Some species of white fringed beetles, a common invasive weevil, reproduce asexually. Photo by Analia Lanteri/Facultad de Ciencias Naturales y Museo de La Plata, Argentina
July 30 (UPI) -- Invasive all-female weevils pass along epigenetic changes to their offspring, helping them adapt to new environs, according to a new study.
Across most of the animal kingdom, an organism's ability to adapt and evolve is largely dependent on genetic variation.
Sufficient genetic diversity makes it more likely that favorable traits will emerge and proliferate as the fittest specimens populate subsequent generations.
Some species, however, reproduce asexually, which means their genetic reservoir is limited. So how do they adapt to new environs?
To find out, researchers collected specimens of two asexually reproducing, invasive weevil species, Naupactus cervinus and N. leucoloma, from Florida, California and Argentina.
Despite sharing the exact same DNA, researchers found the weevil populations in each place produced different proteins to help them digest local plants.
Gene expression analysis -- detailed Friday in the journal Plos ONE -- showed some plants elicited a more pronounced epigenetic response than others.
"We found that some host plant groups, such as legumes, appear to be more taxing for weevils and elicit a complex gene expression response," study co-author Andrea Sequeira, professor of biological sciences at Wellesley College, said in a press release.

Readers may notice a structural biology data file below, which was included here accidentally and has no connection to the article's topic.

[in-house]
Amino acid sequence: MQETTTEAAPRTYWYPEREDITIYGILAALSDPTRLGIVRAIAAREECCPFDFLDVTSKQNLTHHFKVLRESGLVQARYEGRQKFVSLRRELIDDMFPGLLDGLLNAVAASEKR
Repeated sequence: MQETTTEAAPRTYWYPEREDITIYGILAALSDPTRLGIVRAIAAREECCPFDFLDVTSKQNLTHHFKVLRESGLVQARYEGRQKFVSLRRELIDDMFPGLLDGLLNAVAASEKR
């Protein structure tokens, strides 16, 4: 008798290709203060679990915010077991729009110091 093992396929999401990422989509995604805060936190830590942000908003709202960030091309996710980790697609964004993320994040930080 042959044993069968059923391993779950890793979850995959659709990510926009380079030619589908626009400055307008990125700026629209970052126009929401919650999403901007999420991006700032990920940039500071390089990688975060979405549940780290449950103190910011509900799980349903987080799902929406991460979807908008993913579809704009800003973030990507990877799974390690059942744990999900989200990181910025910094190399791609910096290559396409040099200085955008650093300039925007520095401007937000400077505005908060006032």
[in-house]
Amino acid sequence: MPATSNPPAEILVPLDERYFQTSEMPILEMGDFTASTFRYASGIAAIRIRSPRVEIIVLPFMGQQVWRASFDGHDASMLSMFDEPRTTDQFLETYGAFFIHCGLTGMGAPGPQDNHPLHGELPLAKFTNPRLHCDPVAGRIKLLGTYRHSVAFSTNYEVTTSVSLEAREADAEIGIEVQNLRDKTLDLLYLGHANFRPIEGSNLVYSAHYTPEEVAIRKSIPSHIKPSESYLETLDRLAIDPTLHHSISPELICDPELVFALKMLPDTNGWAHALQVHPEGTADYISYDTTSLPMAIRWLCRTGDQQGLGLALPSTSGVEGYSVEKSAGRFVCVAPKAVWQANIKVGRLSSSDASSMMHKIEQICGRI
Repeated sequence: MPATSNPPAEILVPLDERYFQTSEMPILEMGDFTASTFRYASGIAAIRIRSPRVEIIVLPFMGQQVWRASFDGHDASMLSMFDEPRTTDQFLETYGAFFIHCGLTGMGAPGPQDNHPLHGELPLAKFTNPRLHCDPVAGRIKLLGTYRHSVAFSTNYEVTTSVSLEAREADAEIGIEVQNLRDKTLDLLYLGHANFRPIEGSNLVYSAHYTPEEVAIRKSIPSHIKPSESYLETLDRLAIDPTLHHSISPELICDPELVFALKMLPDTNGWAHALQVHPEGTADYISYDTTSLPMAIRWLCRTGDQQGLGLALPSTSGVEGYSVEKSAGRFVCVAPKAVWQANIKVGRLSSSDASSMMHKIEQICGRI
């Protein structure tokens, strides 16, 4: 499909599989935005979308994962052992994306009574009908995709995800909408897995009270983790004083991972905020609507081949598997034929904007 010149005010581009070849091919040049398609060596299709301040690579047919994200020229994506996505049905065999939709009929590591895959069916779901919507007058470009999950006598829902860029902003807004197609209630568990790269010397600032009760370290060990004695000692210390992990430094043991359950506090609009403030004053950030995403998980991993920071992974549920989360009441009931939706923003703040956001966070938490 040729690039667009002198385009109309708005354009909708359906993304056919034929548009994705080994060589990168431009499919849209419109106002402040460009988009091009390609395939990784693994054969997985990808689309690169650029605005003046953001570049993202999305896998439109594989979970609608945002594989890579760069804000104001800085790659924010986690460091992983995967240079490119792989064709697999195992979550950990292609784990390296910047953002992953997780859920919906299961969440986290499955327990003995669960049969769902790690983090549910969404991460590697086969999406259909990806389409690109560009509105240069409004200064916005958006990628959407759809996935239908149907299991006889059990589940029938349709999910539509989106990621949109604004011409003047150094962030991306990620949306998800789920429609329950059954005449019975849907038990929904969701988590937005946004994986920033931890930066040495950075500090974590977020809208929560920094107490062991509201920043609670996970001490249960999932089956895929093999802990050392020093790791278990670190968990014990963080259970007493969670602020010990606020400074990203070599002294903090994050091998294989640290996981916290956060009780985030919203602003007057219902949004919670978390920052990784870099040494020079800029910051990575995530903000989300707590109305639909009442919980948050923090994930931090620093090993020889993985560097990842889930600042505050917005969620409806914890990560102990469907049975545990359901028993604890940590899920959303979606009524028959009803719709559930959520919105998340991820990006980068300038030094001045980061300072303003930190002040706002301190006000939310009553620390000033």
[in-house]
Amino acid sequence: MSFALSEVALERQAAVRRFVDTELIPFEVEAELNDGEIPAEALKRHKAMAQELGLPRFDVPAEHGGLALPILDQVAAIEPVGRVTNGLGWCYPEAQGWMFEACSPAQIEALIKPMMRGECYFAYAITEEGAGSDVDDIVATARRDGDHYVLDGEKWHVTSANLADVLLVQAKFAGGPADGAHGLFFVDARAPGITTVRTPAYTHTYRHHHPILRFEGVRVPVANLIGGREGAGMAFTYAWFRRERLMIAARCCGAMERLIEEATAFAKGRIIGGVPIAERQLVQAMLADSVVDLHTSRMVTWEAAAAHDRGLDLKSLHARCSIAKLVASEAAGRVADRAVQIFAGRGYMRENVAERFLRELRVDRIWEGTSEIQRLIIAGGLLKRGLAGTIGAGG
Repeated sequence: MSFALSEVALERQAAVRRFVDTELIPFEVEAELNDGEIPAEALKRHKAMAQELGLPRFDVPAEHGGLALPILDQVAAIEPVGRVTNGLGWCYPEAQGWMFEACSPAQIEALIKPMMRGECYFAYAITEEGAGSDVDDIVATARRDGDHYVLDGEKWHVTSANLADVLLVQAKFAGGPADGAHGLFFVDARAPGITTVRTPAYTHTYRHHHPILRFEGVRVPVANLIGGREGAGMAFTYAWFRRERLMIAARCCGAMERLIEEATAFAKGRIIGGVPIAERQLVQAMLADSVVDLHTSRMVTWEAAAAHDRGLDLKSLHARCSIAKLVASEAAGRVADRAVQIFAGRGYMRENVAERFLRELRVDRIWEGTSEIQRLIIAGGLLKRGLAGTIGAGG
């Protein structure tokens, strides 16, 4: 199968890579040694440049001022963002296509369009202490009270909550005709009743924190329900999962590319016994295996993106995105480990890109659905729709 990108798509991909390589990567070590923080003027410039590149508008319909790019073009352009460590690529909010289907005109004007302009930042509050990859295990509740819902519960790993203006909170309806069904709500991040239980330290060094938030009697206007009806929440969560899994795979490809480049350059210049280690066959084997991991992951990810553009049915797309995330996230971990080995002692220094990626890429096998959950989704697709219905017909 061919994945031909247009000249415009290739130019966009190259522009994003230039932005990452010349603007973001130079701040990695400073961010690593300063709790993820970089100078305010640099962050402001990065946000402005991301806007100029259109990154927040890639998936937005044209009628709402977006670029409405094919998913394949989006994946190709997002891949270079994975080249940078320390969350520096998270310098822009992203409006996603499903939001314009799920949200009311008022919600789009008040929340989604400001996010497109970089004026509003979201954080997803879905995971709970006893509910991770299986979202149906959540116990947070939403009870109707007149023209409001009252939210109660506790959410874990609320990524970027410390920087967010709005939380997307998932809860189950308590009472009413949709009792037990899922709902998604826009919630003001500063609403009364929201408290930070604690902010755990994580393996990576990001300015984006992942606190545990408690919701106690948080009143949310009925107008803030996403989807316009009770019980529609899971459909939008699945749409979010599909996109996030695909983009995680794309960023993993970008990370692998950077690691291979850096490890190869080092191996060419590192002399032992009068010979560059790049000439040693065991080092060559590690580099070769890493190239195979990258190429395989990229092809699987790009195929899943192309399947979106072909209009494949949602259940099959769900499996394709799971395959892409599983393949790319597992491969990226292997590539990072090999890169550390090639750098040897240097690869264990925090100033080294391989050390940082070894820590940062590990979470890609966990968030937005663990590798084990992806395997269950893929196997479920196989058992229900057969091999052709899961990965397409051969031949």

"However, the weevil response to taxing host plants shares many differentially expressed genes with other stressful situations, such as organic cultivation conditions and transition to novel hosts, suggesting that there is an evolutionarily favorable shared gene expression regime for responding to different types of stressful situations," Sequeira said.
Researchers also found weevil mothers, which practice clonal reproduction, are able to "prime" their offspring with these epigenetic changes.
"Originally, we thought that these changes would only be seen in a single generation," said lead study author Ava Mackay-Smith, a 2020 graduate of Wellesley College.
"When we studied larvae, who do not yet have mouths or eat plants, we found evidence of the same proteins and adaptations from their mothers," Mackay-Smith said.
The findings undermine previous assumptions that epigenetic instructions are lost between generations.
Researchers hope that by studying the mechanics of epigenetic inheritance, researchers can develop better strategies for protecting ecosystems from invasive, asexual species.
"Knowing what is in this insect's repertoire, you could imagine that since we've now identified the proteins that are regulated differently, you could target a specific protein and design a targeted pesticide that removes only that species of weevil, without harming other native insects or fauna," Sequeira said.